A property manager should have the resources necessary to make your job easy and seamless. Accounting was already mentioned but you should also take a look at the accessibility to that accounting system and the reporting structure. If a property manager has a team of supporting individuals and the technology required for you to easily access that information, you are likely to maintain a more transparent relationship with him or her. Ask and be knowledgeable about the software capabilities to be sure you’re getting the most efficient and effective product.

To read more about property management, read our Sperry Van Ness Property Management Value Proposition here.

SVN PM Value Prop

Three Questions You Should Be Asking Your Property Manager

Over the last few months, Charles Schwab has come out with a series of commercials that I think are absolutely great! The overall premise is:

“In life, you question everything. The same should be true when it comes to managing your wealth. Are you asking enough questions about the way your wealth is being managed?”

The same is true for your property. Try reading that passage again, but replace “wealth” with “property” or “asset”. Keep in mind, oftentimes your “wealth” is “property” or “asset.” As we closed out 2014, most of us looked back to reflect on the year now behind us. As we enter 2015, we now look to how we will reach our goals for the year ahead. How will we make 2015 better than 2014? When it comes to your property, there are 3 questions you should start the year off asking your property manager. These questions, include:

1. Is my property at risk?

A recent case study came out which showed amongst all property management companies polled, there was an average of only 15% of tenants that were compliant with the insurance requirements in their lease and even worse, only 4% of vendors were compliant with the property owners’ insurance requirements.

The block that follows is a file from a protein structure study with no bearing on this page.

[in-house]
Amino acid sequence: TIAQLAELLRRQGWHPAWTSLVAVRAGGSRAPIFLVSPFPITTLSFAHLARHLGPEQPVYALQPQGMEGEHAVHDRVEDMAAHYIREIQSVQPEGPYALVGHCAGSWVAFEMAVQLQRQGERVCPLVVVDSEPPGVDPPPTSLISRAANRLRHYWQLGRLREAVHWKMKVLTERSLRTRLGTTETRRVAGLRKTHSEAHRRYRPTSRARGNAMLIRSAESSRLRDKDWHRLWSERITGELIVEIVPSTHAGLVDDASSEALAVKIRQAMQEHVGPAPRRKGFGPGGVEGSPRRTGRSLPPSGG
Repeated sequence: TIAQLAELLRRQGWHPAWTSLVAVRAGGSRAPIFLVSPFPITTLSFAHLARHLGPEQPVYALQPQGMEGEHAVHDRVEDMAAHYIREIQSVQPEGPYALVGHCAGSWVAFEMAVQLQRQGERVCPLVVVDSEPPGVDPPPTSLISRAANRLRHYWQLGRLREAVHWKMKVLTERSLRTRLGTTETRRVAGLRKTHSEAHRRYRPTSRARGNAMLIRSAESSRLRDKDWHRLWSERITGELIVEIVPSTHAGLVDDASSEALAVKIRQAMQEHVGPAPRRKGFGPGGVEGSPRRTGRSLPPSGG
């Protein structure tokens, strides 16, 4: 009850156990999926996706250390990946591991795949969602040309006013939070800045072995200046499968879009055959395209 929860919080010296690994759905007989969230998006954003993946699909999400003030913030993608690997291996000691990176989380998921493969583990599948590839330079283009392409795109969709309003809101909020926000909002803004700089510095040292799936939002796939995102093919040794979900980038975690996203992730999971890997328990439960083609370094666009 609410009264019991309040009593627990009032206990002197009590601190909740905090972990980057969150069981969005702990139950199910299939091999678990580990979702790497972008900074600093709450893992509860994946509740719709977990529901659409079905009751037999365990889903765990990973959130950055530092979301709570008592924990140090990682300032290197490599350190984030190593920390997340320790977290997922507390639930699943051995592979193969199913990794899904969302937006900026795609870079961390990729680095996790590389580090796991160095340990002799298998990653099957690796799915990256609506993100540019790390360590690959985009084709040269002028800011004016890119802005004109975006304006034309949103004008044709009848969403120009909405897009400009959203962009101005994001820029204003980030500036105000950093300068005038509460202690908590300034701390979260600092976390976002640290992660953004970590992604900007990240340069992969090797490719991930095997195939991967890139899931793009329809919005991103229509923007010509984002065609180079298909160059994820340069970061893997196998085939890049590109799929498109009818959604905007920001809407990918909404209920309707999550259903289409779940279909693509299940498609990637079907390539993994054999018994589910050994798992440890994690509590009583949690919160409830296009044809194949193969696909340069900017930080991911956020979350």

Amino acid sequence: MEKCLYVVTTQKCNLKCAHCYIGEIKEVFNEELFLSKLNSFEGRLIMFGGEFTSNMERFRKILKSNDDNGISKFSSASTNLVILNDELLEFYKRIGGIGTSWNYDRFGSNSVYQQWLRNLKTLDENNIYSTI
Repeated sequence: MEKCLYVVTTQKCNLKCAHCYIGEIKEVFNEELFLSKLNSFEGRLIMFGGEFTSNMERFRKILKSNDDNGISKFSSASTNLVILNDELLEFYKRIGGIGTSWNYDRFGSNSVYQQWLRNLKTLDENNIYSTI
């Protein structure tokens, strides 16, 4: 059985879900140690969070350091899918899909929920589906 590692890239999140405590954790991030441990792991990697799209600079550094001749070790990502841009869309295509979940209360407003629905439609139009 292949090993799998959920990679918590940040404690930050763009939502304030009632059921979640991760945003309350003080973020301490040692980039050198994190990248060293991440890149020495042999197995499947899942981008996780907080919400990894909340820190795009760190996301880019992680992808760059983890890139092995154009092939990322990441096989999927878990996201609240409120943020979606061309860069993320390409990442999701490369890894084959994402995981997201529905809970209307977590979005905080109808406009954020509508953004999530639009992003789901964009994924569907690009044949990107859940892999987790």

If you called your property manager today and asked for a list of every vendor on your property and their Certificates of Insurance (COI), would they be able to furnish them? Within the hour?

2. How are you proactively managing my property?

We have had wind and rain over the last few weeks that has wreaked havoc on the Southern California area. For some properties, this was not an issue because properties were properly inspected and actions taken knowing that we were moving into winter months. Would a roof inspection have shown issues that could have easily and potentially inexpensively been repaired? Did your manager go out and walk the property after the first rain and heavy winds?

If I asked you when the last time your manager was out at the property could you tell me? What about how many times within the past month?

3. How will you increase my Net Operating Income (NOI) in 2015?

This is what managing the asset is about. And when you ask this question, the leasing aspect shouldn’t be the only consideration. As we start of 2015, just like everyone who made a resolution or a goal to get to the gym, diet, lose more weight, did you or better yet, did your property manager, make a goal to cut the fat, shed expenses, and increase your NOI in 2015?

When was the last time your property manager checked in with you and asked what your goals for the property were? Or are they just hoping you don’t sell so they can keep the monthly income?

Start a conversation, ask the questions, and demand a timely response. At the end of the day, you may look at it as you are only paying them $2,500/month to manage it. When you should be looking at it as you are paying them $30,000 a year to care for the property, be responsive to your tenants, and continuously search for ways to increase your NOI. Or better yet, what else should your property manager being doing for earning that $30,000 per year?

Are you interested in receiving a free management plan for your property or properties? If so, contact our Property Management Product Council Chair, Nicholas Ilagan at nicholas.ilagan@svn.com